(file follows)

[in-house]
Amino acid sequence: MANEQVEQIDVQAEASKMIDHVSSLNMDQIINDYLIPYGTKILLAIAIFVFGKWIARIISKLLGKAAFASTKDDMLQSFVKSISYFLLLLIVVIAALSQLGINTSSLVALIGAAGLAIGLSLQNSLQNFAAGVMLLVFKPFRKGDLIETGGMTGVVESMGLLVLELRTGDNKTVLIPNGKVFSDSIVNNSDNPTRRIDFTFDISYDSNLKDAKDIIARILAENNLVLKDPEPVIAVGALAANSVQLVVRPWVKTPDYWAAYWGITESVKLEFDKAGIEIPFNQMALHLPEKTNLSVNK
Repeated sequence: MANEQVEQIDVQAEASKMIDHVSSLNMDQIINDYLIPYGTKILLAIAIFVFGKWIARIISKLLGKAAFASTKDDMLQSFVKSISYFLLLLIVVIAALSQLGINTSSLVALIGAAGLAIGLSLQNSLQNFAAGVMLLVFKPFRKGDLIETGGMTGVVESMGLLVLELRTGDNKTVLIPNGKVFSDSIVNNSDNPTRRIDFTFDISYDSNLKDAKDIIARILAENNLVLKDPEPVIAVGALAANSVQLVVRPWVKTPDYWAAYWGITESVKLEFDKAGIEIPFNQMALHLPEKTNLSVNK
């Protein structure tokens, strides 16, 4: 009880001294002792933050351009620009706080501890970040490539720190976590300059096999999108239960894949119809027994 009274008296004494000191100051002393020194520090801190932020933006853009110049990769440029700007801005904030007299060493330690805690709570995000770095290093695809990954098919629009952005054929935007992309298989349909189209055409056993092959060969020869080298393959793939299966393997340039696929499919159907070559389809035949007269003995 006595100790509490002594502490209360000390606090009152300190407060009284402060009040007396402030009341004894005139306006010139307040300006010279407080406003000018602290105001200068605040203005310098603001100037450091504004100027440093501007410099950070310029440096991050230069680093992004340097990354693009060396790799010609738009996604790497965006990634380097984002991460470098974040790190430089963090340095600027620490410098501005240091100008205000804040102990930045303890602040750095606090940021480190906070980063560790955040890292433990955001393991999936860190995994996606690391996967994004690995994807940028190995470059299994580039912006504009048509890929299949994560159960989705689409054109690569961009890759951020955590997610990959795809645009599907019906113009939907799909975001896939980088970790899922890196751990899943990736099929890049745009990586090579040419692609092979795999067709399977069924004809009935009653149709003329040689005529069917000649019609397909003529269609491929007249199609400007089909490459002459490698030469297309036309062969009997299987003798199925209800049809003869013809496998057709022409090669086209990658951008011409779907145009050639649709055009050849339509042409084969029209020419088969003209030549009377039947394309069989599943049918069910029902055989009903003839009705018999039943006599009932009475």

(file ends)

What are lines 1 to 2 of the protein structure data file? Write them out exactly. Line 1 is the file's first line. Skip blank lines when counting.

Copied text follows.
[in-house]
Amino acid sequence: MANEQVEQIDVQAEASKMIDHVSSLNMDQIINDYLIPYGTKILLAIAIFVFGKWIARIISKLLGKAAFASTKDDMLQSFVKSISYFLLLLIVVIAALSQLGINTSSLVALIGAAGLAIGLSLQNSLQNFAAGVMLLVFKPFRKGDLIETGGMTGVVESMGLLVLELRTGDNKTVLIPNGKVFSDSIVNNSDNPTRRIDFTFDISYDSNLKDAKDIIARILAENNLVLKDPEPVIAVGALAANSVQLVVRPWVKTPDYWAAYWGITESVKLEFDKAGIEIPFNQMALHLPEKTNLSVNK